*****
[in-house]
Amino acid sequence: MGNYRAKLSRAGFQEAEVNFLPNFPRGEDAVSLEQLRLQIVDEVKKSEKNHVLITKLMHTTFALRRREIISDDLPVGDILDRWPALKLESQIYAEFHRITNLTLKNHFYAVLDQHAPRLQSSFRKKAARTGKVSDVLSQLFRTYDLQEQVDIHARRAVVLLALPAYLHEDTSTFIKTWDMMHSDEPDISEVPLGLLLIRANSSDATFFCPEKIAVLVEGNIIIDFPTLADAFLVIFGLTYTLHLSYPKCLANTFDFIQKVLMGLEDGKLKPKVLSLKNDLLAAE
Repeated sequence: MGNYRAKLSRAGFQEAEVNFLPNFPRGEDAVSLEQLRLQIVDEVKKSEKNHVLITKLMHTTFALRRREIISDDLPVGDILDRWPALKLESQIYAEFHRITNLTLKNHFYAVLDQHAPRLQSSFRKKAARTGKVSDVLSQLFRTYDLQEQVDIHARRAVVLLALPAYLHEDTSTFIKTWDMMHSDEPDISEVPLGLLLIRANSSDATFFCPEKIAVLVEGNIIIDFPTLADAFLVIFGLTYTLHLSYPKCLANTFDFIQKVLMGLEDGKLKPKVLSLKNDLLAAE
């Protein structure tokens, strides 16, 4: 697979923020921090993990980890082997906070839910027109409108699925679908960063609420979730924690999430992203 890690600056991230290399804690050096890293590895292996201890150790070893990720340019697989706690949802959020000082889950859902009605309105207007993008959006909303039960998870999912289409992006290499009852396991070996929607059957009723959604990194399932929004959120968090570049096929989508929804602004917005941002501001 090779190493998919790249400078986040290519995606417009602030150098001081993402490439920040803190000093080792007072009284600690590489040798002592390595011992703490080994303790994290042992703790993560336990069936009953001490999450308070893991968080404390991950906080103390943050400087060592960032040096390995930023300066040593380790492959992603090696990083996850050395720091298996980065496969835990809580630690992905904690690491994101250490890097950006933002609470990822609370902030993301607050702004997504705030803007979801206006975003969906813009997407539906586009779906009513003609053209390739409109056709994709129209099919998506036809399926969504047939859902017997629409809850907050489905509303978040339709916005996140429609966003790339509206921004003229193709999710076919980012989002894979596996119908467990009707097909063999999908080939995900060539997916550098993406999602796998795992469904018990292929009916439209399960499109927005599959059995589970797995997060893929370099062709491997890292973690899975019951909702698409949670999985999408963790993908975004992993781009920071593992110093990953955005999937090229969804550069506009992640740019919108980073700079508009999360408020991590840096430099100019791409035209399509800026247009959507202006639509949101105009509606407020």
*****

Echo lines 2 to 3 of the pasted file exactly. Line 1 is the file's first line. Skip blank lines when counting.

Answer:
Amino acid sequence: MGNYRAKLSRAGFQEAEVNFLPNFPRGEDAVSLEQLRLQIVDEVKKSEKNHVLITKLMHTTFALRRREIISDDLPVGDILDRWPALKLESQIYAEFHRITNLTLKNHFYAVLDQHAPRLQSSFRKKAARTGKVSDVLSQLFRTYDLQEQVDIHARRAVVLLALPAYLHEDTSTFIKTWDMMHSDEPDISEVPLGLLLIRANSSDATFFCPEKIAVLVEGNIIIDFPTLADAFLVIFGLTYTLHLSYPKCLANTFDFIQKVLMGLEDGKLKPKVLSLKNDLLAAE
Repeated sequence: MGNYRAKLSRAGFQEAEVNFLPNFPRGEDAVSLEQLRLQIVDEVKKSEKNHVLITKLMHTTFALRRREIISDDLPVGDILDRWPALKLESQIYAEFHRITNLTLKNHFYAVLDQHAPRLQSSFRKKAARTGKVSDVLSQLFRTYDLQEQVDIHARRAVVLLALPAYLHEDTSTFIKTWDMMHSDEPDISEVPLGLLLIRANSSDATFFCPEKIAVLVEGNIIIDFPTLADAFLVIFGLTYTLHLSYPKCLANTFDFIQKVLMGLEDGKLKPKVLSLKNDLLAAE